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PRELIMINARY PUBLIC HEALTH ASSESSMENT

MONARCH TILE, INC., FLORENCE DIVISION
LAUDERDALE COUNTY, ALABAMA


SUMMARY

The Monarch Tile, Inc. site is located at the intersection of Helton Drive and Rickwood Road,Florence, Lauderdale County, Alabama. The site was owned by Stylon Corporation from 1954until 1973. Monarch Tile, Inc. has operated the facility since 1973. Monarch Tile, Inc. and theformer Stylon operation produced glazed ceramic tiles. Former operations included the use ofglaze materials containing compounds of zinc, lead, and barium. The discharging of wastewaterinto ditches adjacent to the site prior to 1960 has left sediments in the northern drainage ditchescontaminated with heavy metals. Settlement ponds in use from 1960 to 1976 resulted in heavymetal contamination of the southern drainage areas. Since 1979 Monarch Tile, Inc. has not usedhazardous materials in their production process.

The residents of the surrounding community expressed a number of health concerns includingrespiratory, neurologic, and arthritic problems. Residents also stated that the cancer rate wasunusually high for their community.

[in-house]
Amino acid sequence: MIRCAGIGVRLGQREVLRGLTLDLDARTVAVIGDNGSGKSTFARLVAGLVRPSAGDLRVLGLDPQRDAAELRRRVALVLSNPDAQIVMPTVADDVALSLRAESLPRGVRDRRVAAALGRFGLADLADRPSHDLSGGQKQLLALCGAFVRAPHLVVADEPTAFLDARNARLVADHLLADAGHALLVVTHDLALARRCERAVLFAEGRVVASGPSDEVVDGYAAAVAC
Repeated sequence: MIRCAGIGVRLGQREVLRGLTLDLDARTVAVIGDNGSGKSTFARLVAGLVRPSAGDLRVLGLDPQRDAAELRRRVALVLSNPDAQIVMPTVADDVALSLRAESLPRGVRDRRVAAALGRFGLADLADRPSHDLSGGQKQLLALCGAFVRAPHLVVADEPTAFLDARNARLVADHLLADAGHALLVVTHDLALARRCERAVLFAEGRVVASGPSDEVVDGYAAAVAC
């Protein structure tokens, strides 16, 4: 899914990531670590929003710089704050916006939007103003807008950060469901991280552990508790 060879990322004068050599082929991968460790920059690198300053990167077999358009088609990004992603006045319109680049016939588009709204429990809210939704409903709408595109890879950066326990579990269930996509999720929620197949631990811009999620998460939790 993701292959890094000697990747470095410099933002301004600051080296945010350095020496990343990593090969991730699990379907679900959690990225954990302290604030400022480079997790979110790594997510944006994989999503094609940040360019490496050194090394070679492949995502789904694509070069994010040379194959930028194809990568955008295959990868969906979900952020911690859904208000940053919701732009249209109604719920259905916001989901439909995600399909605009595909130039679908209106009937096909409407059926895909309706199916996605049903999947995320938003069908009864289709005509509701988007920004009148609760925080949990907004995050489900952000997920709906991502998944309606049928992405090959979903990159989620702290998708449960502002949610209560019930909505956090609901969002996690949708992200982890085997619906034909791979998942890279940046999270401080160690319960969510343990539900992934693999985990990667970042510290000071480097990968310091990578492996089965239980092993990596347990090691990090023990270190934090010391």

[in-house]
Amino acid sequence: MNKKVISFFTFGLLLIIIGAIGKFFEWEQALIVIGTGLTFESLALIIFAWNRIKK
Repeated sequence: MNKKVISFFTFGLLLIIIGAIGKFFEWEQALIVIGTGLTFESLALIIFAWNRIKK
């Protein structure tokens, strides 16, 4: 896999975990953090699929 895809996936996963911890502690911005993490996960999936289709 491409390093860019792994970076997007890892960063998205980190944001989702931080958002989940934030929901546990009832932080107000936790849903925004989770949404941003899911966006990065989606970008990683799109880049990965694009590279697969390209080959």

There are no completed pathways as yet identified by the available environmental data. Althoughheavy metals have been discovered in the ditches leading away from the site, an exposedpopulation could not be identified.

We classified the site as an indeterminate public health hazard. The available data do not indicatethat humans are being or have been exposed to levels of contamination that would be expected tocause adverse health effects. We also could not find health outcome data to indicate adversehealth effects due to Stylon's or Monarch's past or present operations. However, because of thelimited amount of data available from the site, and particularly the absence of surface soil data, thesite should be classified as an indeterminate public health hazard.

Additional sampling of the off-site sediments and soil should be conducted to describe the extentof contamination at the site.

The ATSDR Health Activities Recommendations Panel has determined that no follow-up healthactions are indicated at this time.